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RZ 3100 (# 93146) 01/25/99 Computer Science/Mathematics

5 pages

Research Report
On the Redundancy Ratio of Irredundant Sum-of-Product Forms
L. O'Connor IBM Research Division Zurich Research Laboratory 8803 Ruschlikon Switzerland

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Research Division Almaden Austin Beijing Haifa T.J. Watson Tokyo Zurich

On the Redundancy Ratio of Irredundant Sum-of-Product Forms

L. O'Connor
IBM Research Division, Zurich Research Laboratory, 8803 Ruschlikon, Switzerland


The redundancy ratio of a function is de ned as the ratio of the length of its longest sumof-products expression to the length of its shortest sum-of-products expression. For a given function f , its redundancy ratio will be denoted by (f ). In 8] it was shown that (f ) is less than 2n;1 for boolean functions, and in some cases is a linear function of the number of input variables. In this paper we prove that (f ) 2n with high probability for a boolean function of n-variables.

1 Introduction
As noted 8], many logic minimization algorithms for a boolean function f are based on constructing the set of prime implicants PI (f ) for f , and then selecting an irredundant sumof-products (ISOP) expression p1 + p2 + + pk for f where pi 2 PI (f ). The size or length of an ISOP is equal to the number of product terms it contains, and logic minimization algorithms endeavor to nd minimal or short ISOPs for given functions. In general, selecting the minimal length ISOP is di cult as it is an instance of the NP-hard set covering problem 1]. Sasao and Butler 8] examined the potential discrepancy between the true minimal ISOP for a function and an ISOP returned by a given minimization algorithm, using the following de nitions.

De nition 1.1 The number of product terms in a minimal sum-of-products expression (MSOP )
for f is denoted as (MSOP f ), while the worst sum-of-products (WSOP ) is denoted as (WSOP f ). The redundancy ratio (f ) is de ned as (WSOP f ) : (f ) = ( (1) MSOP f )

A low redundancy ratio (f ) implies almost all ISOPs are minimal, while a high ratio indicates that a given minimization algorithm may produce an ISOP that is far from minimal. Sasao and Butler 8] considered a class ST (n k) of n-variable symmetric functions and showed that (ST (n k)) is less than 2, However when n = mr, they also showed that this class of functions can be combined to give new functions ST (m k)r for which (ST (m k)r) = cr where c > 1. Further, they also gave experimental evidence to show that the ISOP generator of Minato 4] yields WSOPs for ST (m k)r, and also presented several results for multiple-valued functions. In this correspondence our main result is to prove a general statement concerning the redundancy ratio (f ) that holds with high probability for boolean functions, and applies to all ISOP minimization algorithms. In particular, assuming the uniform distribution on the set of n-variable boolean functions, we prove that (f ) 2n with probability tending to 1 as an exponential function of n. Thus with high probability any minimization algorithm will produce ISOPs for an n-variable function whose size is no more than 2n times larger than minimal ISOPs. We note that this is not an average case analysis of (f ). With our results we can for example state that (f ) 2n when n = 64 with probability approximately 10;10 , and with probability approximately 10;25 when n = 128.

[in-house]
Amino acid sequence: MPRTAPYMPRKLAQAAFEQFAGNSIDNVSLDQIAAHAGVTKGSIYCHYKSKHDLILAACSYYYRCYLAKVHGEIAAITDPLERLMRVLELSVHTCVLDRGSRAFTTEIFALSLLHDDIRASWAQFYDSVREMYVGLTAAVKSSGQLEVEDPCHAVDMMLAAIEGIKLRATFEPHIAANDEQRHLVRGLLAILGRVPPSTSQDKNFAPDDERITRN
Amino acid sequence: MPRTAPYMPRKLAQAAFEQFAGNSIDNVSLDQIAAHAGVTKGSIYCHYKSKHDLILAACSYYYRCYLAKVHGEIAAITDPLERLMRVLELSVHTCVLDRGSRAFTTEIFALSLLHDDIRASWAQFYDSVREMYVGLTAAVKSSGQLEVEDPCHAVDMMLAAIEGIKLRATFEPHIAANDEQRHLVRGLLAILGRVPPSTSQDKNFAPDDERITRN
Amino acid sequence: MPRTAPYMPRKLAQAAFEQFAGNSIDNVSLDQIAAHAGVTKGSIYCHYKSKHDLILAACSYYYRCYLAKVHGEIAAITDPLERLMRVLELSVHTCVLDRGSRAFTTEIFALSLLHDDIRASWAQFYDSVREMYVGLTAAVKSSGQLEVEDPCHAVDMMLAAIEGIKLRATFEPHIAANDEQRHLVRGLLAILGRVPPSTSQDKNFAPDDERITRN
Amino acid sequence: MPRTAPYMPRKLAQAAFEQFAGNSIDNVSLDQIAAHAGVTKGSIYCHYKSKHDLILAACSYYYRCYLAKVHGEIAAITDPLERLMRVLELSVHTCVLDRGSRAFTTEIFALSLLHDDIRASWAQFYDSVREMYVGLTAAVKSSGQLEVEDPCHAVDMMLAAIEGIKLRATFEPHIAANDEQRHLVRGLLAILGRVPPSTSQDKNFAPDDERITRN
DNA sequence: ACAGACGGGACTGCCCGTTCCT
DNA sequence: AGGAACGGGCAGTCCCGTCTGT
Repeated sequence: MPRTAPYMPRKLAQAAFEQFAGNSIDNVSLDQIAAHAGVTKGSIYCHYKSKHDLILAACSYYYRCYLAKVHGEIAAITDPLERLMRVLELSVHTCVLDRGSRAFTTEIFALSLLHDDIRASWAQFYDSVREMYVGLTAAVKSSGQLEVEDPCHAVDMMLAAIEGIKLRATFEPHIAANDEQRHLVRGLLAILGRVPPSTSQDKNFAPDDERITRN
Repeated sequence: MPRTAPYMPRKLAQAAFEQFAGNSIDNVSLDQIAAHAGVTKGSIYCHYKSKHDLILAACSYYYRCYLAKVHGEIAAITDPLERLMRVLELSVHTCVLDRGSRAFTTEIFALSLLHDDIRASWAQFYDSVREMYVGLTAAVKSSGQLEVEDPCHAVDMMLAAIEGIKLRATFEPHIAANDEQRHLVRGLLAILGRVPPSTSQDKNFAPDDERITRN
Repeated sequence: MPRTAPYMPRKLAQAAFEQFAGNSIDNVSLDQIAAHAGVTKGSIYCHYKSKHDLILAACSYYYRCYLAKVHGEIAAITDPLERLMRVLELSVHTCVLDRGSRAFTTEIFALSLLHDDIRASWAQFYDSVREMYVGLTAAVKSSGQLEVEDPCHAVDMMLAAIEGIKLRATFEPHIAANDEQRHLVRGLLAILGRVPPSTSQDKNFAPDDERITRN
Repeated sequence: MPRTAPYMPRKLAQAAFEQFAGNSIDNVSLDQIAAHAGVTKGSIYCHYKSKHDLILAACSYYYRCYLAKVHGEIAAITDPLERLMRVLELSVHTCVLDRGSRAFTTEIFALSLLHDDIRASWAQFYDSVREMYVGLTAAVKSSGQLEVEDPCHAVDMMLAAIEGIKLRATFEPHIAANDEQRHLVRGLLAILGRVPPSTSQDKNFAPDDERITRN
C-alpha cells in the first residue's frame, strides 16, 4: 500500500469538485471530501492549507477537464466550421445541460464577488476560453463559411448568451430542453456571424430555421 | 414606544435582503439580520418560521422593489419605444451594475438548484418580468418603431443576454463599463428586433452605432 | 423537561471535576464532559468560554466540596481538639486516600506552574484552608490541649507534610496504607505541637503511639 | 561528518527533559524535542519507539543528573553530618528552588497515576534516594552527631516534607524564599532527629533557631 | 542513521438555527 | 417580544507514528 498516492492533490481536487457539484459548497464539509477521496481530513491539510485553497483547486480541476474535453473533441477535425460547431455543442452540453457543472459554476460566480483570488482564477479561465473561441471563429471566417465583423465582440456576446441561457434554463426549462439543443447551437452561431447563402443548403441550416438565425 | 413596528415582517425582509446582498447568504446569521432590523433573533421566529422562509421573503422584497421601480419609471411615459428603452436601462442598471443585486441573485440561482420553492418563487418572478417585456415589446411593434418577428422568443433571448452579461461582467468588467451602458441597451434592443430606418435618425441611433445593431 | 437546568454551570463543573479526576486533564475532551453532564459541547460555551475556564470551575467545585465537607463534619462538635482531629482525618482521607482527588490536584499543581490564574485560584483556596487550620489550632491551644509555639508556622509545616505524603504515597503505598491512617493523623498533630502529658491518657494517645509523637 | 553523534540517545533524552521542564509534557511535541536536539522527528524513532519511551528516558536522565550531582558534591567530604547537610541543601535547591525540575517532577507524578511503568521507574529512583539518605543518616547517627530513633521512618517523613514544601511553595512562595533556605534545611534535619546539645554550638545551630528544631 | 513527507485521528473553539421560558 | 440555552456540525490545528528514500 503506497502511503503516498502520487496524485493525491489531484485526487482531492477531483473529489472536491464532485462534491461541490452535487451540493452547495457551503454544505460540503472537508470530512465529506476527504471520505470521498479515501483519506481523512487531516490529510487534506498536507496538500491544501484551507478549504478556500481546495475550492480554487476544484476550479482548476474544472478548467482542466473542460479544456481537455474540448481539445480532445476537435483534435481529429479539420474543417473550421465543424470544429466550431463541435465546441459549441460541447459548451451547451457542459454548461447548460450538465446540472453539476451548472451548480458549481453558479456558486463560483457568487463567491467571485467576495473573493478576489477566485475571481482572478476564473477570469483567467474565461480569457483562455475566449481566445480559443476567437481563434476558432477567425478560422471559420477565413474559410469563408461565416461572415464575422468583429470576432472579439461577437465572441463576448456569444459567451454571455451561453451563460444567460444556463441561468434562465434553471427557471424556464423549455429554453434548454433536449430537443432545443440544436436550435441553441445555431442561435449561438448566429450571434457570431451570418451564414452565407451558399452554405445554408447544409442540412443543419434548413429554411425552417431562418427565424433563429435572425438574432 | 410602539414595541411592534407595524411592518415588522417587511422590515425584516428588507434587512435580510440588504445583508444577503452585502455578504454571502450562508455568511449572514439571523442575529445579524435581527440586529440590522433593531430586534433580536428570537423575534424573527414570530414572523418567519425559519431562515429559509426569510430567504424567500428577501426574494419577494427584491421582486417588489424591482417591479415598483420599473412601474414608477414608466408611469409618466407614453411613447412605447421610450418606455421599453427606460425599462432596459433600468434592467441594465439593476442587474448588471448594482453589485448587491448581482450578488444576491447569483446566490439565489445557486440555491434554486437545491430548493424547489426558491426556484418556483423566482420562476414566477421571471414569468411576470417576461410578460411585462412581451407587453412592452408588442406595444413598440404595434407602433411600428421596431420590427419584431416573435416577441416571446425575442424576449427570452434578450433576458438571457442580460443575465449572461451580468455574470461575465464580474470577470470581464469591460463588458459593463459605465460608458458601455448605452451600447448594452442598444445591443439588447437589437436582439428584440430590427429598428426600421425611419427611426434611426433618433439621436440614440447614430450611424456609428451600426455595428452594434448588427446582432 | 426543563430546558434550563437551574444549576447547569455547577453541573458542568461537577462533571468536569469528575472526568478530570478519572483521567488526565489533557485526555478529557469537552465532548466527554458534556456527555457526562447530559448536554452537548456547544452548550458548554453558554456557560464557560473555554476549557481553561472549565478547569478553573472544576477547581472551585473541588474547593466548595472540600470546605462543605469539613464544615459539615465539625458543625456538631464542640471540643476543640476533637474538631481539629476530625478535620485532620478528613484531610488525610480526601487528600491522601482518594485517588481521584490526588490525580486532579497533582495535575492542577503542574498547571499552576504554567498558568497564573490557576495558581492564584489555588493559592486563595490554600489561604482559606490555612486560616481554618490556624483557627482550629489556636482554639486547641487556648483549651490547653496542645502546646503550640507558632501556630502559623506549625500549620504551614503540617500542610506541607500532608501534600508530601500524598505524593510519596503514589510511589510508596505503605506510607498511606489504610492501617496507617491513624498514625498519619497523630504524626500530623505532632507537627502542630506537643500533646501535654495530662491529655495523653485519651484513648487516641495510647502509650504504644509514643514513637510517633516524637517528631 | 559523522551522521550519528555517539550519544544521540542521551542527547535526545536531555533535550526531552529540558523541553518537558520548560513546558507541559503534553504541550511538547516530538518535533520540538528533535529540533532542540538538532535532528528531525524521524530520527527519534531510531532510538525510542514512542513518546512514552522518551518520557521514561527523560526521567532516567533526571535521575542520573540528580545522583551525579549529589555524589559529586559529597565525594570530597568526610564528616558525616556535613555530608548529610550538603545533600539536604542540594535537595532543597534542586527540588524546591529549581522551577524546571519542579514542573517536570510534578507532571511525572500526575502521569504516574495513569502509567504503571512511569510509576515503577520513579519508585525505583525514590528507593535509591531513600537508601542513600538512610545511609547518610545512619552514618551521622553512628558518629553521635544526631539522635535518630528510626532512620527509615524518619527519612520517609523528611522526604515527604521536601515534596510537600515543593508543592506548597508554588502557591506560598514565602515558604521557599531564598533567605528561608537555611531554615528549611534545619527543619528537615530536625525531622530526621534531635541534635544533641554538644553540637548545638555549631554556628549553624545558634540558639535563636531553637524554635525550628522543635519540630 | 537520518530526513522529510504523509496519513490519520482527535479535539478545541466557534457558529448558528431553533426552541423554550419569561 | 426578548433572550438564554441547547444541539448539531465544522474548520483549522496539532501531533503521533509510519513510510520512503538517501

2 Bounding the redundancy ratio

Basic de nitions of switching theory can be found in 5], but a partial review is presented here. A variable x has literals x and x, and a product term is the logical AND of distinct literals. The logical OR of several product terms is called a sum-of-products (SOP) expression. For n-variable boolean functions, a product term p = x01x2 x0k is said to have length jpj = k, 1 k n, and a minterm is a product term of length n. An implicant of f is a product term p that implies f , and implicants of length k imply or cover 2n;k minterms of f . Implicants of maximum size are called prime, and let PI (f ) be the set of prime implicants for f . For PI (f ) we de ne (f ) as (f ) = p2 min jpj P I (f ) 1 (2)

which indicates that no p 2 PI (f ) covers more than 2n (f ) minterms of f . An irredundant SOP (ISOP) for f is a SOP expression f = p1 + p2 + + pk , pi 2 PI (f ), where removing any pj results in a function that does not imply f . Finally, let the weight w(f ) of an n-variable boolean function f be de ned as

w(f ) = #fX j f (X ) = 1 X 2 f0 1gn g:


where #S denotes the cardinality of the set S . The weight of f is equivalent to the number of minterms in f . We now de ne a general bound on (f ) in terms of (f ). which makes use of the fact that any ISOP for f must have at least w(f )=2n; (f ) product terms. We note that this observation has been used previously to lower bound ISOP lengths ?7].

Lemma 2.1 For an n-variable boolean function, (f ) 2n; (f ).

Proof. The lemma is proved by upper bounding (WSOP f ), and lower bounding (MSOP f ). We rst observe that for a given function f we can minimise f or its complement f , so that without loss of generality we can assume that w(f ) 2n;1 . It then follows that (WSOP f ) w(f ), and this upper bound is tight since f can always be selected so that 8p 2 PI (f ) jpj = n. On the other hand, each prime implicant of p 2 PI (f ) covers at most 2n; (f ) minterms of f , implying that (MSOP f ) w(f )=2n; (f ) . Combining these bounds we then see that w(f ) n; (f ) : (f ) = (WSOP f ) 2 (4) ( f ) ; n (MSOP f ) w(f ) 2

which proves the lemma.